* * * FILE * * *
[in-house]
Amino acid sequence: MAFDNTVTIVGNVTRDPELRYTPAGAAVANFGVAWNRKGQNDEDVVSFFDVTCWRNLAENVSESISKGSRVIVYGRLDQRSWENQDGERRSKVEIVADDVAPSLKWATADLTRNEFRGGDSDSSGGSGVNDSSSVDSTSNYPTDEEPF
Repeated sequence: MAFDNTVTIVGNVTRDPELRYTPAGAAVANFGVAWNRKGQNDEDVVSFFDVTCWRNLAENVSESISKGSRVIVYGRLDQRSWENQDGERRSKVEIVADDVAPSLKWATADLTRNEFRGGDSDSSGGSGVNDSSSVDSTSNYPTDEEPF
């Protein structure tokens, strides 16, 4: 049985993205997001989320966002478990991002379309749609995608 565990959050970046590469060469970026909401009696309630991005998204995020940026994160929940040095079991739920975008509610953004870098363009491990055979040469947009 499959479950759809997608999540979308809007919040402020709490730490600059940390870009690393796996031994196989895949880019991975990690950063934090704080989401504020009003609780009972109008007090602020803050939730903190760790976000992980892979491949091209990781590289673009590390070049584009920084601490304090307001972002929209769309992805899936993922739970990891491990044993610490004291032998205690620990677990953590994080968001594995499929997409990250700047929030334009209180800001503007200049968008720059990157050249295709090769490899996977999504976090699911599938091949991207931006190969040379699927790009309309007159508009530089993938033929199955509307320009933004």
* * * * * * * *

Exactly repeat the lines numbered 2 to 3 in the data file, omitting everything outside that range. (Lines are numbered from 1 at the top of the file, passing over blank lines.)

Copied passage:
Amino acid sequence: MAFDNTVTIVGNVTRDPELRYTPAGAAVANFGVAWNRKGQNDEDVVSFFDVTCWRNLAENVSESISKGSRVIVYGRLDQRSWENQDGERRSKVEIVADDVAPSLKWATADLTRNEFRGGDSDSSGGSGVNDSSSVDSTSNYPTDEEPF
Repeated sequence: MAFDNTVTIVGNVTRDPELRYTPAGAAVANFGVAWNRKGQNDEDVVSFFDVTCWRNLAENVSESISKGSRVIVYGRLDQRSWENQDGERRSKVEIVADDVAPSLKWATADLTRNEFRGGDSDSSGGSGVNDSSSVDSTSNYPTDEEPF